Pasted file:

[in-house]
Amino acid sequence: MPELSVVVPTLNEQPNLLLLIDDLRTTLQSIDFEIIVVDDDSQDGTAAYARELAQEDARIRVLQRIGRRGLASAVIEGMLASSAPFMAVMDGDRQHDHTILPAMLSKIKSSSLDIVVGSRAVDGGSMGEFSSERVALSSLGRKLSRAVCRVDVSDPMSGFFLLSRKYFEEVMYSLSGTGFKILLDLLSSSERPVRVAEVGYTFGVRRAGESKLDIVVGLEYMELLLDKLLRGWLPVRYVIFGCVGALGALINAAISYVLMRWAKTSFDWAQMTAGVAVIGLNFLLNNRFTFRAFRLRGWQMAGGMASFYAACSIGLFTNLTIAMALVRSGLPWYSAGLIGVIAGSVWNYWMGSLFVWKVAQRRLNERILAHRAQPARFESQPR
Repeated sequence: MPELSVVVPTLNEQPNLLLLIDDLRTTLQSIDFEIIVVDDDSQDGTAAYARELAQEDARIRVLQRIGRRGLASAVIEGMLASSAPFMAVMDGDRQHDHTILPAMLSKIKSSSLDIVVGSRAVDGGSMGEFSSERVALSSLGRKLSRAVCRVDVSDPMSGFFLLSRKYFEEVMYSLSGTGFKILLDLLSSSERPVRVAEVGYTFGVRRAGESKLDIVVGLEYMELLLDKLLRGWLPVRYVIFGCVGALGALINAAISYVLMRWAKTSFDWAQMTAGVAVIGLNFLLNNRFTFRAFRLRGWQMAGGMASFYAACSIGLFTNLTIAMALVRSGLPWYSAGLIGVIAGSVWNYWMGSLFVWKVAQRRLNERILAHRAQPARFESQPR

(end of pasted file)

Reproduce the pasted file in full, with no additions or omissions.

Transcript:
[in-house]
Amino acid sequence: MPELSVVVPTLNEQPNLLLLIDDLRTTLQSIDFEIIVVDDDSQDGTAAYARELAQEDARIRVLQRIGRRGLASAVIEGMLASSAPFMAVMDGDRQHDHTILPAMLSKIKSSSLDIVVGSRAVDGGSMGEFSSERVALSSLGRKLSRAVCRVDVSDPMSGFFLLSRKYFEEVMYSLSGTGFKILLDLLSSSERPVRVAEVGYTFGVRRAGESKLDIVVGLEYMELLLDKLLRGWLPVRYVIFGCVGALGALINAAISYVLMRWAKTSFDWAQMTAGVAVIGLNFLLNNRFTFRAFRLRGWQMAGGMASFYAACSIGLFTNLTIAMALVRSGLPWYSAGLIGVIAGSVWNYWMGSLFVWKVAQRRLNERILAHRAQPARFESQPR
Repeated sequence: MPELSVVVPTLNEQPNLLLLIDDLRTTLQSIDFEIIVVDDDSQDGTAAYARELAQEDARIRVLQRIGRRGLASAVIEGMLASSAPFMAVMDGDRQHDHTILPAMLSKIKSSSLDIVVGSRAVDGGSMGEFSSERVALSSLGRKLSRAVCRVDVSDPMSGFFLLSRKYFEEVMYSLSGTGFKILLDLLSSSERPVRVAEVGYTFGVRRAGESKLDIVVGLEYMELLLDKLLRGWLPVRYVIFGCVGALGALINAAISYVLMRWAKTSFDWAQMTAGVAVIGLNFLLNNRFTFRAFRLRGWQMAGGMASFYAACSIGLFTNLTIAMALVRSGLPWYSAGLIGVIAGSVWNYWMGSLFVWKVAQRRLNERILAHRAQPARFESQPR